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producing. Then Cecil Baldwin, star of the Welcome to Night Vale podcast, appeared on Circus around the time that Night Vale’s creators began acquiring similar productions under their Night Vale Presents banner. “They picked us up right away,” Koster says. Circus is a surreal meta-tale of dreams, magic and shattering the doldrums of menial reality. Koster plays the lead character, Julian the janitor, who discusses his experiences with an imaginary friend/narrator (Drew Callender). The first season features an impressive roster of voice actors, including Tim Robbins, John Cameron Mitchell (creator/original title character in Hedwig and the Angry Inch), Charlie Day and Mary Elizabeth Ellis (both of It’s Always Sunny in Philadelphia). Koster’s use of vintage studio gear infuses each episode with a dreamy, faraway atmosphere. “I can put something through a 1940s wire recorder,” he says, “and when I play it back, it’s coming from 70 years ago. It’s like time travel.” In February, Koster released The Orbital Human Circus EP (Merge) and took his collection of musical antiques on the road for live performances throughout the country. He designed the live version of the show so that audiences will be transported. “When people enter the venue, it’ll be kind of like walking into another reality,” Koster says. Before anyone enters the venue, Julian will be there working, as though the show is over and the venue is closed. The idea is to give audience members the sense that they’re walking into a familiar but strange place: Julian’s imagination. Things happen all around you—it’s like walking into an immersive play,” he says. He makes a point to say that no foreknowledge of the podcast is necessary going into the performance. Fans of Circus can check out Koster’s new special, available May 10 through Night Vale Presents. “It’s a five-episode arc of a different story,” he says. When the tour wraps up, Koster will shift Season 2 of the podcast into high gear, accompanied by another musical supplement. “The audience for these stories is great. They’re super devoted and super adventurous.” CW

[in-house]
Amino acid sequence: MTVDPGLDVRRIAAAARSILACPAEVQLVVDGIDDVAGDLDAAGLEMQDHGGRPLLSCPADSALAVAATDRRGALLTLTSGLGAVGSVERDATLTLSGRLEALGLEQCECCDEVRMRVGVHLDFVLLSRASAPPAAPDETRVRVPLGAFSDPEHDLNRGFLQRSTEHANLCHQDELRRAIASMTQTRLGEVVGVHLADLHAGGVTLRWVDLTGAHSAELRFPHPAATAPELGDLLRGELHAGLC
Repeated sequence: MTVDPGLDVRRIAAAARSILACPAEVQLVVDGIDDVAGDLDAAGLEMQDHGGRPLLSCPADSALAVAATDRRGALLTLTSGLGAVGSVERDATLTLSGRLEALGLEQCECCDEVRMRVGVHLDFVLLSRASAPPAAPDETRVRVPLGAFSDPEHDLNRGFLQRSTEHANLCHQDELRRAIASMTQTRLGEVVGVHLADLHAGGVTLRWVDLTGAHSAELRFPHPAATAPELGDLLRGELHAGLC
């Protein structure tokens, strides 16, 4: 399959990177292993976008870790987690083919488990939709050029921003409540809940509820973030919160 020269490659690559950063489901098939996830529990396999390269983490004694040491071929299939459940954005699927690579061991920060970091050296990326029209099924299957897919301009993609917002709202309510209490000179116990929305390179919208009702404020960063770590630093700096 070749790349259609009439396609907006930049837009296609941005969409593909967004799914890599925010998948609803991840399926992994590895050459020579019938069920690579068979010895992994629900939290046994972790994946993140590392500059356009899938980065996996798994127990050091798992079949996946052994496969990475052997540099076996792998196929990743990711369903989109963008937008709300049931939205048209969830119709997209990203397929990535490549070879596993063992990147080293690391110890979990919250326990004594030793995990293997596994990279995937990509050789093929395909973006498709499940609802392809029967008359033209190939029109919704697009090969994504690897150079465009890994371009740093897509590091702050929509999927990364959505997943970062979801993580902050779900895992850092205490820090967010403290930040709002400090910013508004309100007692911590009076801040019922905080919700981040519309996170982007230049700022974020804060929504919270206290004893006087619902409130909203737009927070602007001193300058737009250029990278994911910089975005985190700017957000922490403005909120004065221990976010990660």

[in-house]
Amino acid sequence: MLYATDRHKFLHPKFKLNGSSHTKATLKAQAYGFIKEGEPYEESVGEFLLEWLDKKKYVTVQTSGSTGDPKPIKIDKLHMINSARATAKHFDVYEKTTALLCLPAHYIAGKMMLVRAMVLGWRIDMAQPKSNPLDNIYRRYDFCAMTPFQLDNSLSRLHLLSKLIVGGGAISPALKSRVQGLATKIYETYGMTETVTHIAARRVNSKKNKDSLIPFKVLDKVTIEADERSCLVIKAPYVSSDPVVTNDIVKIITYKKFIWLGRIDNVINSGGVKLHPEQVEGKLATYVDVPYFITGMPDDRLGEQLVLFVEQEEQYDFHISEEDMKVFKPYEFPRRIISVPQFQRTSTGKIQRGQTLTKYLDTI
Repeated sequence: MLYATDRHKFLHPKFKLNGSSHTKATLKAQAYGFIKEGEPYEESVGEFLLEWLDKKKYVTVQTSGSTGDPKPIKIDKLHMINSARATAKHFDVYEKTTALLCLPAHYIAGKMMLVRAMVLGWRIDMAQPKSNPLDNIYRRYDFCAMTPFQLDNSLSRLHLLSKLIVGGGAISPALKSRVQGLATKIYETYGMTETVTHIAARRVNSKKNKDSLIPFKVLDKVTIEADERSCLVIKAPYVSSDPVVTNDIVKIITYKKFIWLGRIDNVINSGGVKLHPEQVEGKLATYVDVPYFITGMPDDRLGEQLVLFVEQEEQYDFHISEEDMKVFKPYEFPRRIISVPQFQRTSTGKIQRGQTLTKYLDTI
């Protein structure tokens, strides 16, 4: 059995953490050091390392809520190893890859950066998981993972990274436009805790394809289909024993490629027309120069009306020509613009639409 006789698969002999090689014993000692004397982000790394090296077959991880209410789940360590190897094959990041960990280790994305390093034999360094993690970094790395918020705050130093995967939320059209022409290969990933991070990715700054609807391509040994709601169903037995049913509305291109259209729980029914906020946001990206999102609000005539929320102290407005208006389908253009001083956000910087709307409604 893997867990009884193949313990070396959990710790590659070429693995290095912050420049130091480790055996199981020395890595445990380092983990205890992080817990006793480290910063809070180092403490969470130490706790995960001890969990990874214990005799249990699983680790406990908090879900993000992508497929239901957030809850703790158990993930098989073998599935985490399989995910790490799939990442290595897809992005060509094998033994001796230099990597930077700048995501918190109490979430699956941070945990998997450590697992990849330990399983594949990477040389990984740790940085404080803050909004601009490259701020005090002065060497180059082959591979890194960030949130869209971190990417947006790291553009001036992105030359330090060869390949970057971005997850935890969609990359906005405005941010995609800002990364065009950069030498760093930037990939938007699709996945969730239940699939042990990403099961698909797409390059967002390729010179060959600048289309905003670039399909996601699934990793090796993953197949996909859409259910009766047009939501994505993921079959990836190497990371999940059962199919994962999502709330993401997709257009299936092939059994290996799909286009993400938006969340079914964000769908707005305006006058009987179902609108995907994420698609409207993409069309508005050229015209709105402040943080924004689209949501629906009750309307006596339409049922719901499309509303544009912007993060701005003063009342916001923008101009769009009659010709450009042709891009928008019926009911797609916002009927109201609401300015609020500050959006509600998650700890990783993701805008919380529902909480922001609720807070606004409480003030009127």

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F R I D AY S

Thursday, May 11, 7 p.m. Metro Music Hall 615 W. 100 South 385-528-0952 $15 21+ metromusichall.com

thursday, may 11

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THE ORBITING HUMAN CIRCUS (OF THE AIR) FEAT. THE MUSIC TAPES

LIVE Music

| CITYWEEKLY.NET |